California: GM crop planting banned in Sonoma County

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California: GM crop planting banned in Sonoma County

Sonoma has joined several counties in California in prohibiting plantings of genetically modified crops, after Measure M passed by a margin of 55.9% to 44.9% last week. 

Photo: Center for Food Safety

Photo: Center for Food Safety

Similar initiatives have also taken place in the counties of Marin, Mendocino, Humboldt, Trinity and Santa Cruz.

The Sonoma County Transgenic Contamination Ordinance was hailed as a "huge victory for voters" by the Center for Food Safety (CFS).

"Enacting change in the food movement, or any movement, starts at the local level and the passage of Measure M is an incredible victory for Sonoma farmers and gardeners," said the center's West Coast director Rebecca Spector in a release.

"Farmers deserve the right to grow food that is not contaminated by genetic engineering, just as the public deserves the right to purchase organic or GMO-free foods that are free from GMO contamination."

The Sonoma County Alliance was critical of the measure, claiming it fails to recognize the overwhelming scientific evidence that concludes there is no associated danger from genetically modified crops.

"Group after group of recognized scientists from around the world, have taken a position in support of GMO’s and there are no verifiable instances of any harm to an individual from a product containing material from a GMO crop," the group said in a release in August.

"It fails to clearly define the process it wishes to ban, thus increasing the County’s exposure to lawsuits, and it does not recognize the ever changing technology continually being developed in plant science.

"It fails to recognize basic plant biology that differentiates between self-pollinating versus cross-pollinating fruit. In Sonoma County, the majority of crops are self-pollinating and present no danger at all to neighboring crops."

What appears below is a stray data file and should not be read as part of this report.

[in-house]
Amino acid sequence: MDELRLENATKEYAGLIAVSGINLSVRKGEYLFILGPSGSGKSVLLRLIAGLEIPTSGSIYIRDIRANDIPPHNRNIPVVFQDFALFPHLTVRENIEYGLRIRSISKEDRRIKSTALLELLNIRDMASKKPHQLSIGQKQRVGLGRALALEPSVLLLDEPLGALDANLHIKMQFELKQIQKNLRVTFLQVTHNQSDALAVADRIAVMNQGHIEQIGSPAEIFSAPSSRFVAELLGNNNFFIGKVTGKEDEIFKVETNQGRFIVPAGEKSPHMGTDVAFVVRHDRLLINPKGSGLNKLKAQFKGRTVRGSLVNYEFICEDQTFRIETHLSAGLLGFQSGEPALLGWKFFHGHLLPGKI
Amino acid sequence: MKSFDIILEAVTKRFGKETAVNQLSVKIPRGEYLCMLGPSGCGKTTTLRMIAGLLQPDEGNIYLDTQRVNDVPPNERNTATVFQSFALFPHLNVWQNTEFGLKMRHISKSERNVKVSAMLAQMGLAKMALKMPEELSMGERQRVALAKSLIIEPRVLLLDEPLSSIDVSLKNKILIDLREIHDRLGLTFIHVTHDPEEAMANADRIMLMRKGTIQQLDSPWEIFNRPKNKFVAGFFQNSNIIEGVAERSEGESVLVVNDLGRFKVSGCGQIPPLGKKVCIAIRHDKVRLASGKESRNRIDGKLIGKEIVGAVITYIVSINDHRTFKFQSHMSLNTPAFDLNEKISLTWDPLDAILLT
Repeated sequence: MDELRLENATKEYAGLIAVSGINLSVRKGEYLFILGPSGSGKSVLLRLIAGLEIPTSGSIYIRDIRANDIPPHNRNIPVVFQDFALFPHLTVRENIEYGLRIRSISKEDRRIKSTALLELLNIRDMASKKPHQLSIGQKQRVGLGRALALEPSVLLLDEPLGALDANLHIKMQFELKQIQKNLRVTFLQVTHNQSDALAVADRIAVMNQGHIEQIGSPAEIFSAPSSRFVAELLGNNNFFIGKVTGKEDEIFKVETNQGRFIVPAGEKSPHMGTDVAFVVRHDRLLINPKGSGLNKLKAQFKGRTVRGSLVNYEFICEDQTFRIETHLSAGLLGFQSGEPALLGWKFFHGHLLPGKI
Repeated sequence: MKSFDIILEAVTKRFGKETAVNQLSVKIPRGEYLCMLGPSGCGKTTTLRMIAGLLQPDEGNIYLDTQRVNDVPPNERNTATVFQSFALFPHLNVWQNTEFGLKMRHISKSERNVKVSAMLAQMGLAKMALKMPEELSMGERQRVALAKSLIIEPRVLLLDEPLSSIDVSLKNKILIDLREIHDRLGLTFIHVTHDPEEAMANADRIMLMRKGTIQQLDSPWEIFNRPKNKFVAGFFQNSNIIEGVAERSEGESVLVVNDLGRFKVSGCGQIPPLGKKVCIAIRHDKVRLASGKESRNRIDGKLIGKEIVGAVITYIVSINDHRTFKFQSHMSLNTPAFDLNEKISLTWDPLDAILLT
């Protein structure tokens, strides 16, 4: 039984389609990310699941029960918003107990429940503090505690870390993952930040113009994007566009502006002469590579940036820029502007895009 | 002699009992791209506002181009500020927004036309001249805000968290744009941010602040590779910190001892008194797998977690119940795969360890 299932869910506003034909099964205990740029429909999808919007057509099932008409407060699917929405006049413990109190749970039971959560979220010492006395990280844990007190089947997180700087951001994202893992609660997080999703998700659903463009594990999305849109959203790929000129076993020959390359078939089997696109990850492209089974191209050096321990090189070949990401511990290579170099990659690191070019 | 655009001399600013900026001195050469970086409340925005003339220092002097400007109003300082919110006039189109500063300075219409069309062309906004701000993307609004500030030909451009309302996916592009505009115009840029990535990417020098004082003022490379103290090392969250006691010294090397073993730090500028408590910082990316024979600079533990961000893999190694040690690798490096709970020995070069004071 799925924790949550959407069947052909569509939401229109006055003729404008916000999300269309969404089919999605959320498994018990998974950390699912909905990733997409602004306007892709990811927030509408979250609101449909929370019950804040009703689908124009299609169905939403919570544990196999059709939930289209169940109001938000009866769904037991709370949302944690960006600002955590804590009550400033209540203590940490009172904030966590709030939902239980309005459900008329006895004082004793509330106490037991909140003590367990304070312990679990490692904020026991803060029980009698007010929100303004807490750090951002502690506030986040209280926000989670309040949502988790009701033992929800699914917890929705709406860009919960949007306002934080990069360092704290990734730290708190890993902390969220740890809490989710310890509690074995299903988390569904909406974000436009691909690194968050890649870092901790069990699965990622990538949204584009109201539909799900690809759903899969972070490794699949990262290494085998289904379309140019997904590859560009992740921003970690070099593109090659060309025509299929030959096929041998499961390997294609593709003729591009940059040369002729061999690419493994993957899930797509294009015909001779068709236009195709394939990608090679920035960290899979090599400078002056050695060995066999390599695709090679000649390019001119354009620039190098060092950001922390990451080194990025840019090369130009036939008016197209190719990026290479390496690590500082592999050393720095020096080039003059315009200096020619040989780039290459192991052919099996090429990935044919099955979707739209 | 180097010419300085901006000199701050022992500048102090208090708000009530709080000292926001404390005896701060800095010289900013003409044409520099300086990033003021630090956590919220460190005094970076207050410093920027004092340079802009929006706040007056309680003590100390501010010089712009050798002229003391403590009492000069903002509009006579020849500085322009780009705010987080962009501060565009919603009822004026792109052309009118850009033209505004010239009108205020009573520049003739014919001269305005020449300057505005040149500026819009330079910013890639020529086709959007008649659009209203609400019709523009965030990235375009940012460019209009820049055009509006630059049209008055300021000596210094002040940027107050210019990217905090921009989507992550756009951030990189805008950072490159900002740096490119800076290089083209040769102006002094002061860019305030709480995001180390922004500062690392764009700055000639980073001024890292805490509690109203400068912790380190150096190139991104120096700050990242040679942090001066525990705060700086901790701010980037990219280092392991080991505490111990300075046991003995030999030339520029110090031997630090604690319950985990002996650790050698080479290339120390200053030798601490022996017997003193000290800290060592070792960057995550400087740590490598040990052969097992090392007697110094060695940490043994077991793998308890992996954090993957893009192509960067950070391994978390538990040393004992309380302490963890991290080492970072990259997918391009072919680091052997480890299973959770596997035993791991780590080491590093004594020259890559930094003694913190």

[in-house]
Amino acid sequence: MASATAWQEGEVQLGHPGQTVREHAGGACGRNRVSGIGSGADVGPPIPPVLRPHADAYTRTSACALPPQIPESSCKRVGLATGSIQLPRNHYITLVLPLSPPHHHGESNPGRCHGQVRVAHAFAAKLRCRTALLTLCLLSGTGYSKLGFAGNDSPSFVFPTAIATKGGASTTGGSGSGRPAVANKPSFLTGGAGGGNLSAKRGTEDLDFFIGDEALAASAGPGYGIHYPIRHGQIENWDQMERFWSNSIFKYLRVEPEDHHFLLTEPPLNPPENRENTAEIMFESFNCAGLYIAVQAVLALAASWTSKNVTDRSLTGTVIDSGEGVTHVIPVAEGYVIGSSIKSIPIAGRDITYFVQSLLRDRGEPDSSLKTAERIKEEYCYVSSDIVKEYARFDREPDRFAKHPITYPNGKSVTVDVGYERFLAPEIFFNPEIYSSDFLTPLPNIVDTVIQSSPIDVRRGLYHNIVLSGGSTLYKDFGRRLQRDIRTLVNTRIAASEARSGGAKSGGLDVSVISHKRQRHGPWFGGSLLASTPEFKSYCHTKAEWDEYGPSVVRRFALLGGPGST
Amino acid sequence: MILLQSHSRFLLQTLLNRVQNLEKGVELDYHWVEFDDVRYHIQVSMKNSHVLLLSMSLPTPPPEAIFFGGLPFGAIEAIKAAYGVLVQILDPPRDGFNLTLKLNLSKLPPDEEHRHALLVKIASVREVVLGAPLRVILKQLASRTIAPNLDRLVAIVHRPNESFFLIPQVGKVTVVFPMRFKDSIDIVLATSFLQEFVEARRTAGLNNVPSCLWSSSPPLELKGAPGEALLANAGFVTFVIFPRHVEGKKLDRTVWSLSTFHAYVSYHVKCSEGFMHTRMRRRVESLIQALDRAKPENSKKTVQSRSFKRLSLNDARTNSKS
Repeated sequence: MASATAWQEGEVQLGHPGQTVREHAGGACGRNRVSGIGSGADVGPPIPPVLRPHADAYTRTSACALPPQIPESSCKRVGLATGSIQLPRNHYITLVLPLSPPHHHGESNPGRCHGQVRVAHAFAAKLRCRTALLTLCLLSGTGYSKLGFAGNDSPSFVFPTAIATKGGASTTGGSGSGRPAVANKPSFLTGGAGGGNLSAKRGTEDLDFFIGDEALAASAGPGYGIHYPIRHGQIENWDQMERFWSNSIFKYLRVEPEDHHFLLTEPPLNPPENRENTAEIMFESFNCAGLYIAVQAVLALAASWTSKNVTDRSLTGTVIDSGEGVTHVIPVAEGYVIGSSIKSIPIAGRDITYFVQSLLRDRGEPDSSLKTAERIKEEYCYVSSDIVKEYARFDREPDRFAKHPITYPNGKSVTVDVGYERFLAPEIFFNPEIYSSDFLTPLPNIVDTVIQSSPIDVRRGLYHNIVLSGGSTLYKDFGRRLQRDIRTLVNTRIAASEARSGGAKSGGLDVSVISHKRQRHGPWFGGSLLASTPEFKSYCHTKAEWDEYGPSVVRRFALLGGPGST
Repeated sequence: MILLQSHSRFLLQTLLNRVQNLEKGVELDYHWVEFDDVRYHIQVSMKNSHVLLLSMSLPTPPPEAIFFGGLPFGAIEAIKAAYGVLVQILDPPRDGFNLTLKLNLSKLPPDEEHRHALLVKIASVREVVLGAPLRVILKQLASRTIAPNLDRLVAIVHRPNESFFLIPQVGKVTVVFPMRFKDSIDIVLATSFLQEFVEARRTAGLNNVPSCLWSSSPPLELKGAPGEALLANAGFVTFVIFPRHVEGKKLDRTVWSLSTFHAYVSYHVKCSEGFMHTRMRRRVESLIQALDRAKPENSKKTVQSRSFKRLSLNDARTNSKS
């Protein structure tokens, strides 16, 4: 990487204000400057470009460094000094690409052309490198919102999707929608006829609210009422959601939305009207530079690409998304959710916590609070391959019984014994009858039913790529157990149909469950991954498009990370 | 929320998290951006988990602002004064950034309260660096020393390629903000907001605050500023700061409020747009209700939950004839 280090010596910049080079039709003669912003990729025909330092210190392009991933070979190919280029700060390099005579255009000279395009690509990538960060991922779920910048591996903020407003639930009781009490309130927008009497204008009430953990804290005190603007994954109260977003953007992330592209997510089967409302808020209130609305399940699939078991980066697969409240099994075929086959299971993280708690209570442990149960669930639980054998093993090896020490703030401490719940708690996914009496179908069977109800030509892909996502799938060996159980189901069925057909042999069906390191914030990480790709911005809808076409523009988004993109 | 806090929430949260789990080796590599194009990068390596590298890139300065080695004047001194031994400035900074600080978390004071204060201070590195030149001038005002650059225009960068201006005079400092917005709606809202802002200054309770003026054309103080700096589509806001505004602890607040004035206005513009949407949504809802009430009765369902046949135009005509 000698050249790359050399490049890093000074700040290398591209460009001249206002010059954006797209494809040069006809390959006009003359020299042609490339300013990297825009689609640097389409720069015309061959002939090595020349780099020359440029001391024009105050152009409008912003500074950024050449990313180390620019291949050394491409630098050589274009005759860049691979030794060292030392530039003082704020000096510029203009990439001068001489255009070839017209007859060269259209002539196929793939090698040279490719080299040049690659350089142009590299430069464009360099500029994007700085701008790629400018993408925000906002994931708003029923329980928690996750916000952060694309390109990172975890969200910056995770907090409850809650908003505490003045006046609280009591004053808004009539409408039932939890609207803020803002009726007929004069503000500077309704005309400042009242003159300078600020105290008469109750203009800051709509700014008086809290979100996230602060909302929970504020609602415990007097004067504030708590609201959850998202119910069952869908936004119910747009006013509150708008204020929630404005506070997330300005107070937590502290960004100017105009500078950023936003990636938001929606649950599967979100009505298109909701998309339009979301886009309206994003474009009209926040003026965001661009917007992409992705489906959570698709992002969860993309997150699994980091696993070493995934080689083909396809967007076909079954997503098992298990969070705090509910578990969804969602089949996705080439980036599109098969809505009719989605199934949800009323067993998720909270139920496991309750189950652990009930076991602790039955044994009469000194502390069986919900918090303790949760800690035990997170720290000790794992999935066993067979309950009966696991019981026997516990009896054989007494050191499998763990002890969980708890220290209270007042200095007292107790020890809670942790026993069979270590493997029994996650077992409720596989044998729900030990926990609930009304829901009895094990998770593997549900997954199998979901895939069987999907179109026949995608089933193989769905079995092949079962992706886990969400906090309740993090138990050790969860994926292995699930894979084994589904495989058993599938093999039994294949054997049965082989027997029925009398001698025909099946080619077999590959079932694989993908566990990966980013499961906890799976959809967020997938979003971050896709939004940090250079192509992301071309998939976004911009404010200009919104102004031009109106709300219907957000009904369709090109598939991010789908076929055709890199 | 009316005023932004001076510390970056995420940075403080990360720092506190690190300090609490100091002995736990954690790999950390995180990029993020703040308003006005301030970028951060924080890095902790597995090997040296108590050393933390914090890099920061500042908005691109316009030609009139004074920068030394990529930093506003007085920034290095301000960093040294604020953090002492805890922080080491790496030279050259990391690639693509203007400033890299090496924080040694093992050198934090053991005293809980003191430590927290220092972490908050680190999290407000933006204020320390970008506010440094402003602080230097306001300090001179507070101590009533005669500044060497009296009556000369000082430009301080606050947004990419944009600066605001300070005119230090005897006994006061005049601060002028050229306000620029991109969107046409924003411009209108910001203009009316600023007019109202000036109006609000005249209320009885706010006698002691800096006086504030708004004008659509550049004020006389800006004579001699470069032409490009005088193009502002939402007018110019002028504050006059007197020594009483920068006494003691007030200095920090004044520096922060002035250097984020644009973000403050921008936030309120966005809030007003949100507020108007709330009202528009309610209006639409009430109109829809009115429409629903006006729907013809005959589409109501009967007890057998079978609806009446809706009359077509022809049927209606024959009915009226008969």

Most significantly, the alliance said the ordinance failed to allow for the opportunity of improvement in crops that would benefit both the economy and the environment.

"Currently work is under way to develop grape vines that are resistant to Pierce’s Disease and Powdery Mildew," the alliance said.

"When available, using these vines in Sonoma County vineyards would significantly reduce the needs for pesticides. Similarly, vines are being developed that would be more drought resistant, requiring substantially less water.

"Neither would be allowed in Sonoma County if this initiative is passed."

In a release, the CFS added its staff assisted in the drafting of the Sonoma ballot initiative, as with past county bans in California and other U.S. states.

The CFS highlighted its work with campaigns in Oregon and Hawaii to ban the planting of GE crops.

"When one of the Oregon county GE crop bans was challenged in court, CFS helped defeat that attempt and the county ban stands," the group said.

"Three county laws restricting GE crops and pesticide use in Hawaii have also been challenged in court and CFS is representing the county of Hawaii in one of the cases which is currently on appeal."

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